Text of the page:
Westminster Abbey (or, to give it its correct name, the Collegiate Church of St Peter, Westminster), founded in the 10th century, has played host over the years to 38 coronations, seen the burial within its walls of 17 monarchs, and, since 1919, acted as the venue of choice for royal weddings, most recently that of Prince William to Catherine Middleton in April 2011.
But it all started off in much simpler fashion when a group of Benedictine monks, sworn to a life of austerity, were brought to Westminster in about 960 AD by St Dunstan, then Bishop of London. No trace of the building in which they originally lived and worshipped remains because, a century later, King Edward the Confessor set about building them a new stone Abbey on the site they had settled, a marshy area called Thorney Island. It was consecrated on 28 December 1065, only a week before the Confessor's death. The dead king - and future saint - was laid to rest in the Abbey he had built, and his remains lie there to this day.
However, it is mainly to King Henry III, who ascended the throne in 1216, and whose devotion to the memory of his royal ancestor inspired him to rebuild the Confessor's Church in such magnificent style, that we owe the Gothic splendour of today's Westminster Abbey.
The Great West Door is familiar to people the world over from TV footage of state occasions. Ordinarily, however, it remains closed, and you'll enter instead by the equally imposing North Door.
This means that, if you want to retrace the footsteps of monarchs and royal brides, you should turn right upon entering (having first bought your ticket and collected your free floor plan and audio guide from the information desk) and make your way back down the Nave to the Tomb of the Unknown Warrior. This is the final resting place of an unidentified British soldier killed on a European battlefield during the First World War and buried in Westminster Abbey on 11 November 1920. Three years later, in 1923, when Elizabeth Bowes-Lyon married Albert, Duke of York (later King George VI), she spontaneously placed her bouquet on the Warrior's Grave as she was leaving the Abbey, and it has been traditional for royal brides to do the same ever since.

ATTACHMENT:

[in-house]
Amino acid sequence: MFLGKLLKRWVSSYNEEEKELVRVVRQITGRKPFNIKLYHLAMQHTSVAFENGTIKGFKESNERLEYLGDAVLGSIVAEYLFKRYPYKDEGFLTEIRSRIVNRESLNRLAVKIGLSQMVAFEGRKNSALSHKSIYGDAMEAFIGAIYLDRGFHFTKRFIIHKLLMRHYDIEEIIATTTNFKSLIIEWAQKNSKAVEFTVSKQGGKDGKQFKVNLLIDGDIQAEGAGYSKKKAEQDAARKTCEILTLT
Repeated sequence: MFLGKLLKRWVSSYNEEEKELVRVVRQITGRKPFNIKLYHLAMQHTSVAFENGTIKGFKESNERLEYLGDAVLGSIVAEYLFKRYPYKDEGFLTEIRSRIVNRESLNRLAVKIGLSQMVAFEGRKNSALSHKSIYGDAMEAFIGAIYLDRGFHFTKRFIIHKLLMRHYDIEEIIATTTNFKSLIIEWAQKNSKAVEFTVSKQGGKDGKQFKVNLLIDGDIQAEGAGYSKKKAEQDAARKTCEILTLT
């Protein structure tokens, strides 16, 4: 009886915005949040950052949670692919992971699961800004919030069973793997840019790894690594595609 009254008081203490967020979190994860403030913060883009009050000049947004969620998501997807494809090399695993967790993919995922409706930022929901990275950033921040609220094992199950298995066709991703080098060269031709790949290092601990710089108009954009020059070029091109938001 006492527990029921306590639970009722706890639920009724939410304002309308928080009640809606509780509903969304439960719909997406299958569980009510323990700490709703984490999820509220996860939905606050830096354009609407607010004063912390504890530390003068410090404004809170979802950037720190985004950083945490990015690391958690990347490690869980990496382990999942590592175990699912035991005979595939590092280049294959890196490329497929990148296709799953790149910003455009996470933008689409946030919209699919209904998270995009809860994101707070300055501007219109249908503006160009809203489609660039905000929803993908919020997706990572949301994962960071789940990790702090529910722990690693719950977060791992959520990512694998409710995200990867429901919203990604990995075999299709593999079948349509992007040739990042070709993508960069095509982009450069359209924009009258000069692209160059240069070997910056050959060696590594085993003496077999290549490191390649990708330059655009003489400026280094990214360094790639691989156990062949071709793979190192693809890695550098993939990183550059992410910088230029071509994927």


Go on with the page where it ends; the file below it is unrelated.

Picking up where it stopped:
To the right of the Great West Door, in a glass-fronted display case, you can see the Coronation Chair, in which almost every monarch has been crowned since Edward II in 1308.
As you walk along the Nave's central aisle towards the Quire Screen, don't forget to glance up at the magnificent vaulted ceiling. Although the Nave of Westminster Abbey may be relatively narrow, its ceiling is the highest in England at nearly 102 feet.
Beyond the Nave and the Quire - the latter being the place in which the monks originally worshipped and where the Abbey's choir now sings the daily services - lies the Sanctuary, the heart of the Abbey, where the High Altar stands.